It’s Wednesday night. I’ve brought home a stack of papers to read, data from the day’s experiments to analyze, and an unfinished award application that is due Friday. Prioritizing my tasks, I turn on my computer and start the award application. Two paragraphs in, I get an e-mail, which somehow leads me to look up some unrelated information on the internet. A few minutes later, I am watching the latest episode of Arrested Development on Netflix, and my productive evening has suddenly become a remote fantasy.

Does any of this sound familiar? Accomplishing tasks and being productive is not as simple as it seems.

But let’s step back up for a moment and talk about productivity. Productivity is as important for governments and businesses as it is for academic and pharmaceutical research laboratories. The common goal for these diverse environments is to increase efficiency – whether that means GDP, net profit, drugs to market, research publications, or something else altogether – while maintaining or reducing the amount of time, labour, or capital associated with that increase in output.

Defining productivity can be a tricky task. Economists, for example, have different sub-definitions of productivity. Labor productivity, perhaps the easiest to understand, represents the total output (usually GDP of a country) divided by the total number of hours worked, giving a productivity value per hour for an average worker.

In science, productivity is most readily represented by research output. Research output can again be evaluated in different ways, but is most frequently assessed by the number of research publications. For many funding agencies and evaluation committees, research publications represent a significant indicator of research productivity.

The importance of hard work
Hard work is one mainstay of science that seems to be a crucial factor for success. Staying overnight in the lab for an experiment is considered by some to be a rite-of-passage in science. Most researchers, at one point or another, have probably had their own fair share of late-night experiences at the lab. For many scientists, evenings, weekends and holidays can readily turn into work hours, even if they are not physically present in the lab.

There is no monetary compensation, praise, or instant gratification for putting in all those “extra” hours. So why do some do this? The underlying motive might be passion for science, but the ultimate goal is productivity.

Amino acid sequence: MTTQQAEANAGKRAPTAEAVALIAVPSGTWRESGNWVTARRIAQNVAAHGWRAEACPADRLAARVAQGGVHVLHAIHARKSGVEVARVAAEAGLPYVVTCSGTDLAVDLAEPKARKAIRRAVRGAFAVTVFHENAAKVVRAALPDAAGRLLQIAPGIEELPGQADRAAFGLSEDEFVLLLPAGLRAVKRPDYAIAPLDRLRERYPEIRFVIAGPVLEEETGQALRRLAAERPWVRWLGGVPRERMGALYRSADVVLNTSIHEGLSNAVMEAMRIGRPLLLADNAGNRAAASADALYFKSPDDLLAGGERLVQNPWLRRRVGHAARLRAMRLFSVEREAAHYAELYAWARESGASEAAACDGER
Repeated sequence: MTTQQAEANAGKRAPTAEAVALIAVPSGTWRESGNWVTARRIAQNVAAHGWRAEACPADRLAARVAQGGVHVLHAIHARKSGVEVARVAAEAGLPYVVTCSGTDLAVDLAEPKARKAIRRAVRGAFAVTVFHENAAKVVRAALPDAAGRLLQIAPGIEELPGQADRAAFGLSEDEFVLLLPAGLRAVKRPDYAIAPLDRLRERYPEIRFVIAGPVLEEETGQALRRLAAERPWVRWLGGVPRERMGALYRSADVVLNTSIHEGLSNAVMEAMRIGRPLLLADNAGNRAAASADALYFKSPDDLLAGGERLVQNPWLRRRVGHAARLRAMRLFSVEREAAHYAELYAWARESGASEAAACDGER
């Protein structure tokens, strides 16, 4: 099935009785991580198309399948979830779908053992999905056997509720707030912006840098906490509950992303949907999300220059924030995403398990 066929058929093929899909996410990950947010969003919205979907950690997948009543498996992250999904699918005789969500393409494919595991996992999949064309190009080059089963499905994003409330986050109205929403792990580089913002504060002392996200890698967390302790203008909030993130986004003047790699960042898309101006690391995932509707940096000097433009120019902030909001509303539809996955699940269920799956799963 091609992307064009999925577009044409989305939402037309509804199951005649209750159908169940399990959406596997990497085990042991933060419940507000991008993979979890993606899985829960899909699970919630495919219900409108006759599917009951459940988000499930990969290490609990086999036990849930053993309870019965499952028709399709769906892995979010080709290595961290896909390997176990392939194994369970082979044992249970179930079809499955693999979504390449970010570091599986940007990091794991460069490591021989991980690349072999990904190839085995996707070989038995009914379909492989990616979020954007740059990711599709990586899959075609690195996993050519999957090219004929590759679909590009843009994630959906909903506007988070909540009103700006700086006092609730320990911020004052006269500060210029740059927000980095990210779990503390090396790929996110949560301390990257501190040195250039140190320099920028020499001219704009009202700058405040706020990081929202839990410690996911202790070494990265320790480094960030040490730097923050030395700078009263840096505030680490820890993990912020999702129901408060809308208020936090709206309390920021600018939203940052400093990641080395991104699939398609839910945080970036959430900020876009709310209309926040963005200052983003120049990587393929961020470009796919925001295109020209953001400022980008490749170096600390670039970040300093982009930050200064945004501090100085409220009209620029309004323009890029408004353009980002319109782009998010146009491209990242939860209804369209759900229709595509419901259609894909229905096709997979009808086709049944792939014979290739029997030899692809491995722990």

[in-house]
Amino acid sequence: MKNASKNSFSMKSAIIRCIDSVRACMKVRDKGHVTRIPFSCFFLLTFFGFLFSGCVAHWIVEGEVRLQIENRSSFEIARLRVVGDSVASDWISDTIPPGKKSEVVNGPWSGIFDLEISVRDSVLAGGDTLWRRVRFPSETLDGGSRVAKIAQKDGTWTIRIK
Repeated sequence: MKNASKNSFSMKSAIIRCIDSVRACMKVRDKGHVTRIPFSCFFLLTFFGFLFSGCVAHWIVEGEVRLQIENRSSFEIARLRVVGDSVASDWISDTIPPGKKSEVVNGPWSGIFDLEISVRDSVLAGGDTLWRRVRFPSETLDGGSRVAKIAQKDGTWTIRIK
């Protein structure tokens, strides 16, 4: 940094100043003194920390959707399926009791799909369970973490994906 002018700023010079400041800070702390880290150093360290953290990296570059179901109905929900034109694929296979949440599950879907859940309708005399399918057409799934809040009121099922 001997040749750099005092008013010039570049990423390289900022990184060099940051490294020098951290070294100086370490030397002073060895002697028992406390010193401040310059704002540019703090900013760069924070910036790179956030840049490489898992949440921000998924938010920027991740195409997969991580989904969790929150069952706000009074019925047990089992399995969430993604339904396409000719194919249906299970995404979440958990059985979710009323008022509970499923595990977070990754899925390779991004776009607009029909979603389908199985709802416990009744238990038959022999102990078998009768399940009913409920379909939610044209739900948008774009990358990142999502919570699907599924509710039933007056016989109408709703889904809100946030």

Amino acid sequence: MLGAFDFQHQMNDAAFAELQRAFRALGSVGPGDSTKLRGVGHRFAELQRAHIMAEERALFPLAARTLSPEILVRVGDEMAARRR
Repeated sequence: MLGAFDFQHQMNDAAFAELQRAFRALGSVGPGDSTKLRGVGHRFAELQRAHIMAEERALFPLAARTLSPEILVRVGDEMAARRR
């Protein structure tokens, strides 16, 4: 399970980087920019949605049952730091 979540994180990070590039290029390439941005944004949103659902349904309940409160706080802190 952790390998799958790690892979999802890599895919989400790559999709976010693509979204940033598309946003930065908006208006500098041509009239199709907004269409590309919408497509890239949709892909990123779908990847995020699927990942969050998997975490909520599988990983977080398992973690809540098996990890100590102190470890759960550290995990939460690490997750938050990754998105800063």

One outspoken advocate of hard work in science is Dr. Alfredo Quiñones-Hinojosa, a neurosurgeon at Johns Hopkins. Quiñones-Hinojosa however, had an unconventional start in science. He began his journey as an illegal Mexican immigrant working as a farm labourer in California at 19. Barely speaking any English at the time, Quiñones-Hinojosa worked his way out of poverty to become a medical resident at Harvard Medical School and eventually a leading neurosurgeon and neuroscientist at Johns Hopkins.

Quiñones-Hinojosa is well-known for his superhuman work ethic, having put in 140 hour work weeks as medical resident. As a physician-investigator, he continues to maintain similar work hours and expects his lab members to follow his example. Quiñones-Hinojosa attributes his success to his work ethic. With over 150 publications alone since his lab opened in 2005, Quiñones-Hinojosa has indeed been successful in research. And not to be outdone by publication numbers alone, Quiñones-Hinojosa also has an h index of 28 – roughly 10 points higher than the average h index for other investigators in similar fields and timepoints in their careers. Altogether, Quiñones-Hinojosa’s research productivity is certainly a testament to his work philosophy.

Do hours translate into productivity?
In some ways, increasing working hours can translate to improved output. Simple math would suggest that following a 7 day work-week instead of a 5 day week equates to an extra 28.6% in available working hours.

However, it is easy to fall into the trap that putting in long hours equates to productivity. To be sure, extra hours allows for more experiments to be performed. Scientific research, however, places an emphasis on positive results, and if we accept the definition that research publications are a measure of productivity, then negative data will not help improve this metric. Simply put, in research, work equals “hours spent at the bench” multiplied by “positive data”.